• TTO: What is the impact of our newly formed Pride Youth Theater Alliance (PYTA) -- a strategic alliance supporting and encouraging Lesbian, Gay, Bisexual and Transgender (LGBT) youth theater in North America? How will this new model affect TTO's work locally as it takes on this new initiative on an international scale?

To learn more about Round 8, download the press release.

We believe it’s helpful for the field to learn a bit about the range of projects which were proposed. Download the project summaries of applicants to Round 8.

 

Round 7

Dancewave, Geva Theatre Center and the International Contemporary Ensemble (ICE) were selected to participate in Round 7 of the Innovation Lab for the Performing Arts.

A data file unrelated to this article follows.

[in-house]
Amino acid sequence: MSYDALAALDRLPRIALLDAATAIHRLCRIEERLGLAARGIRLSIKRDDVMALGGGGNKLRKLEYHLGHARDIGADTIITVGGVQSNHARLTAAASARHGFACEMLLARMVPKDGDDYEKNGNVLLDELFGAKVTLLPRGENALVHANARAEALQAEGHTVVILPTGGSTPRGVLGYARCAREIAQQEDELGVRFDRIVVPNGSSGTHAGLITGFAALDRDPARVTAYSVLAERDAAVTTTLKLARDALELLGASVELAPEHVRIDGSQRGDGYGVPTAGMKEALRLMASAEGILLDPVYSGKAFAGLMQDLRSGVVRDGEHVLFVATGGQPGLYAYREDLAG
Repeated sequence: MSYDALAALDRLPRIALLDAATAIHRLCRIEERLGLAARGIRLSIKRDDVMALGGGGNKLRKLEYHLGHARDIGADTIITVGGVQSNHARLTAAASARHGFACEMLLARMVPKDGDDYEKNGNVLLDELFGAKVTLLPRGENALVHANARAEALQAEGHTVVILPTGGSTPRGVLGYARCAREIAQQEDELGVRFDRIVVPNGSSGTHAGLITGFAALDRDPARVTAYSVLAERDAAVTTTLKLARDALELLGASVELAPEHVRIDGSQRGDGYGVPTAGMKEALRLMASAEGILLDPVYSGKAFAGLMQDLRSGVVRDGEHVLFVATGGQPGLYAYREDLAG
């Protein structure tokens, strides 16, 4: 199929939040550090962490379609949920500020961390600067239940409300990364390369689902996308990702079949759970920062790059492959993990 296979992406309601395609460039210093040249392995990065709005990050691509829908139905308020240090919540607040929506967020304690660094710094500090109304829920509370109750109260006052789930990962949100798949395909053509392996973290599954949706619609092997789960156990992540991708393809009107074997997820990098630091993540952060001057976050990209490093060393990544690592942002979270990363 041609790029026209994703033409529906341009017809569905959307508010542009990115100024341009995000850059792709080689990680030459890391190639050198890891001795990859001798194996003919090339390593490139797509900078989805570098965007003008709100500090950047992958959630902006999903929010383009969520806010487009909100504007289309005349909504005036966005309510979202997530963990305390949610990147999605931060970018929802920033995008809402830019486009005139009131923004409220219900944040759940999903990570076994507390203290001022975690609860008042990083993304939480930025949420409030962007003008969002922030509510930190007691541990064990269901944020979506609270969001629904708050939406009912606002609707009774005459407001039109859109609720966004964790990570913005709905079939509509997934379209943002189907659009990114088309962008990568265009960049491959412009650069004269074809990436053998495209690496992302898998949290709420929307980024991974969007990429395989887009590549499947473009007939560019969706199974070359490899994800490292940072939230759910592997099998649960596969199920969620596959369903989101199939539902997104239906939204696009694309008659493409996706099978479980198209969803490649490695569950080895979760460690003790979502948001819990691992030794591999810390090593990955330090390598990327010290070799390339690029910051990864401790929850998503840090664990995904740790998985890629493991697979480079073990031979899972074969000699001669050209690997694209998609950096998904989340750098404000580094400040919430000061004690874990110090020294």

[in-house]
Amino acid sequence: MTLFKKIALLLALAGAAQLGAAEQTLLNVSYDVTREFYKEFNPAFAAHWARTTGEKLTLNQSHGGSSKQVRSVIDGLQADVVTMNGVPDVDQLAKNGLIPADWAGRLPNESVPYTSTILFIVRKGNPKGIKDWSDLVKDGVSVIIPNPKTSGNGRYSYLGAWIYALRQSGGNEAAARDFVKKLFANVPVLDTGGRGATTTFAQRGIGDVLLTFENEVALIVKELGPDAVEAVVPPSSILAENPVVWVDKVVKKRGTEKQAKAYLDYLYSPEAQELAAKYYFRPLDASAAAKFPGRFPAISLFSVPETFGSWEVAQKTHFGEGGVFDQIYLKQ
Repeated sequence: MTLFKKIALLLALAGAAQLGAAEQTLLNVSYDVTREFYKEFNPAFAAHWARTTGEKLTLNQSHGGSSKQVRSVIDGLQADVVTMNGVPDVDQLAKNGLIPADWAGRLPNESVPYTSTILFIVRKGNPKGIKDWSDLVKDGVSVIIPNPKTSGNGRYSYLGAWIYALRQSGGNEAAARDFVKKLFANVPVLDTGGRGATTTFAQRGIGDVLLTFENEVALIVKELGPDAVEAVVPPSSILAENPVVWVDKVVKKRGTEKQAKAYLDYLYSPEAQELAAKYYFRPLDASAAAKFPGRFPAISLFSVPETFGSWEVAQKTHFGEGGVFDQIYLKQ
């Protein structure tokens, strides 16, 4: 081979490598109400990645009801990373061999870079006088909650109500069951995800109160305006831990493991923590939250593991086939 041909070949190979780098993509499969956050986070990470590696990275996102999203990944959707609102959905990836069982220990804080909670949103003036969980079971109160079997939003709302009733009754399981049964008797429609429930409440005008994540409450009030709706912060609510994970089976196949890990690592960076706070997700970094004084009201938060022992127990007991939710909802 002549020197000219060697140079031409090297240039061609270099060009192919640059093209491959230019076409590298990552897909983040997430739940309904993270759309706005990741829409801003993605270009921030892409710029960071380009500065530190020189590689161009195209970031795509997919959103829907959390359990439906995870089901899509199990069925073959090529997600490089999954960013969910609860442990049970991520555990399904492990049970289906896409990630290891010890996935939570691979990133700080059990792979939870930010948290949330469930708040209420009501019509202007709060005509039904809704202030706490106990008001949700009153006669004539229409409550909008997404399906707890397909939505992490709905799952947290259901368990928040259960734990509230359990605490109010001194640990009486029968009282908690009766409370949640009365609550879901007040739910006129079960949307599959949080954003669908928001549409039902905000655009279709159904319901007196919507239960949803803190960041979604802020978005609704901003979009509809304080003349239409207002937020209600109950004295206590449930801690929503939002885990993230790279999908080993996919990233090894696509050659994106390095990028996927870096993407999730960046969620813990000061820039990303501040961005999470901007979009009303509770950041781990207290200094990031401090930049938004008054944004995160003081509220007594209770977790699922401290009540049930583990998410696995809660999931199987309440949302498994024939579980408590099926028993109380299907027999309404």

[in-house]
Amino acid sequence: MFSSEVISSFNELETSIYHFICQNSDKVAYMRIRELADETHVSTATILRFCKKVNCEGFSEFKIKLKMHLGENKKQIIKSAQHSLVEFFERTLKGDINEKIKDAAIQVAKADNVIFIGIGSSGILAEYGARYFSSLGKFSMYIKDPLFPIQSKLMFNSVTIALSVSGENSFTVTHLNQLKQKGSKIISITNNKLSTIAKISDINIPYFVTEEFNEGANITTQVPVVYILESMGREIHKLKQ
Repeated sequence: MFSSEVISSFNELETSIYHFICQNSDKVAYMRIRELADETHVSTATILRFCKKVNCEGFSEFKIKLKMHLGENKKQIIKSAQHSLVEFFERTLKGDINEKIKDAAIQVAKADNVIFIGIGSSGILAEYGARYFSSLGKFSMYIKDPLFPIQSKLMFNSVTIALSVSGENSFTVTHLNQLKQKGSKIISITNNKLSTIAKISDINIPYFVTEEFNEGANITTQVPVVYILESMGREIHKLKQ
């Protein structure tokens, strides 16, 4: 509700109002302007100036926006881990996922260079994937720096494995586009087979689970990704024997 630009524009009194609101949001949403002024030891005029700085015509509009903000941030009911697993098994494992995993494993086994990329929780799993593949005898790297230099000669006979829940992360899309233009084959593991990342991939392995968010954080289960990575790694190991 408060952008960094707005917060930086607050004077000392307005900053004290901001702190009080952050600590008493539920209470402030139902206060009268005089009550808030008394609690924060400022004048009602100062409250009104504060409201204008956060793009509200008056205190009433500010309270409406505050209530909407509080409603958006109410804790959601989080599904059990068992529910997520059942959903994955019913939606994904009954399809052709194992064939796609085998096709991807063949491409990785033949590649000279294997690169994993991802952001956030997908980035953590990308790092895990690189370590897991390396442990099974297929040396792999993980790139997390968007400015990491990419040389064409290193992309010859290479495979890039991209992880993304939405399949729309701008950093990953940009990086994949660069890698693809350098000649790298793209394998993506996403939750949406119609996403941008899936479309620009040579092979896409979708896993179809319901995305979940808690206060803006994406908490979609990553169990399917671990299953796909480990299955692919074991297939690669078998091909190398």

Some of the questions these organizations considered as they entered the Lab included: 

  • Dancewave: How can we build an innovative, structured curriculum that values both high artistic development and supporting services capable of decreasing delinquent behaviors and increasing engagement in at-risk members?
  • Geva: How can we forge a new bond between patrons and artists through engagement, relationship building and artist-patron centered programming that will create both deeper appreciation of and greater support of the artist’s voice?
  • ICE: How can we put the artist at the center of not only artistic but operational, decisions?

To learn more about Round 7, download the press release.

There were 27 amazing applications to Round 7, each of which examined a variety of themes — training of new professionals, blending artistic and administrative work and new models of audience and community engagement were among them. Download the project summaries of the Round 7 applicants to learn more.